Monthly Archives: May 2010

Memorial Day 2010.

We discovered The Highground near Neillsville, WI while searching for a rest area between Minneapolis and Stevens Point a week ago today.  As described on the organization’s website:

It is the mission of The Highground to honor Veterans and their families and to educate about the cost of things – the human cost.

It is the vision of The Highground to honor human courage and sacrifice wherever it is displayed, without either denying or glorifying the pain and suffering of war or of life.

It is important to recognize that The Highground is not a war memorial. It is a Veterans Memorial Park that pays tribute to the Dead, and honors the Survivors, their service, and their sacrifices. It also pays tribute to the people who supported them when they were away and upon their return.

And, so we explored for a few minutes:

Visiting the Wisconsin Vietnam Veterans Tribute and Wisconsin Counties United in Service (pictured above), the Gold Star Tribute, the National Native American Vietnam Veterans Memorial, and the Korean Veterans Tribute made sense in advance of Memorial Day.

I’m glad we spent those few extra minutes taking in all the scenes of The Highground.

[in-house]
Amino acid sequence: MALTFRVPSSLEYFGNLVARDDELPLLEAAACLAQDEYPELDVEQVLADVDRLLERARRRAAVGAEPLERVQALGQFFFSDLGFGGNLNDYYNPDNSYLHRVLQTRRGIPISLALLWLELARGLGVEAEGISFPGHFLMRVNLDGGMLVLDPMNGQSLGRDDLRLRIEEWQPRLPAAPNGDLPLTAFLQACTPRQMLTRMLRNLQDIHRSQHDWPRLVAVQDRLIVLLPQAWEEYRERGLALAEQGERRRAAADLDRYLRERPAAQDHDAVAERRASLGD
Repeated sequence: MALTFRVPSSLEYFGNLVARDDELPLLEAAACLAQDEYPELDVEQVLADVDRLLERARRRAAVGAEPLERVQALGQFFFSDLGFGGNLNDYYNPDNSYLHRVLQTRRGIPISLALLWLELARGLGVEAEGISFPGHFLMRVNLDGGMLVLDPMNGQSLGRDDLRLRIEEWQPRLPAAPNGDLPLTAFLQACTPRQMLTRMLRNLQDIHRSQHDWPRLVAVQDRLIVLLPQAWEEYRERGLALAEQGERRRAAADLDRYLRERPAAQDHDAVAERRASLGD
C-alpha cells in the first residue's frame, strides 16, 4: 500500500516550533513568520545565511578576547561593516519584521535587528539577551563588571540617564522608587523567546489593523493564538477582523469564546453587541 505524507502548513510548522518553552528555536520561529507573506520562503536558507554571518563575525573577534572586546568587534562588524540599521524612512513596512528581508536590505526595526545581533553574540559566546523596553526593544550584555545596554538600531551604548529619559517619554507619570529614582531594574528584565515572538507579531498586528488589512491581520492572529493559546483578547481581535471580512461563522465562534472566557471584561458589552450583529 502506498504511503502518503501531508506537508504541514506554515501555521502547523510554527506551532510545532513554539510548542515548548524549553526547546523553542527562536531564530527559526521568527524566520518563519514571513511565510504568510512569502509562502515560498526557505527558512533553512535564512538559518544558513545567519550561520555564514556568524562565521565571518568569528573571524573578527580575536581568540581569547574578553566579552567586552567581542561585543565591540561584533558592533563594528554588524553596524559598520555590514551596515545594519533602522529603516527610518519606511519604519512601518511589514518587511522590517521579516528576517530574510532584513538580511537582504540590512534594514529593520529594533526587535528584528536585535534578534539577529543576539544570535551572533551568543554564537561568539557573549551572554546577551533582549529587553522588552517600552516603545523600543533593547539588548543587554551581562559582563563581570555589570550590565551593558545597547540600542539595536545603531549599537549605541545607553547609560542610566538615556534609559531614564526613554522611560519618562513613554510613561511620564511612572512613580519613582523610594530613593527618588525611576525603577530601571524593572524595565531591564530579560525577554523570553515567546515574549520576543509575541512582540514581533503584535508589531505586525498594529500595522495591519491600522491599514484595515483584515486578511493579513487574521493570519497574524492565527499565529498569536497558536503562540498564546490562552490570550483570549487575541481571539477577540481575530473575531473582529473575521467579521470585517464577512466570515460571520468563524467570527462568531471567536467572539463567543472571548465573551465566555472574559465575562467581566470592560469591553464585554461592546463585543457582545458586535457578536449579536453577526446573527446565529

The rascal’s family.

I don’t write much about family.   I don’t like to tell other people’s stories.  But Genie had the following topic for June’s Living Out Loud, so I thought I would expand upon the subject of family for a little bit.

“Are there certain things that you do that remind you of your parents? Are there certain qualities one of your parents has that you wish you had? Do you fidget with a pencil just like your dad? Do you smile just like your mom (even if what the other person said wasn’t that funny)? Are there things that your parents did that you never understood until now?”


I know I laugh like my mother, I know my facial expressions show like my father.  My smooth, youthful-looking skin comes from Mom, my ability to both crunch numbers and write well comes from Dad.

It is only because I have seen my siblings in action during this week’s vacation that I remember that we will all carry reminders of our parents for years to come.  And that even their children have begun to ensure that another generation will carry those same reminders.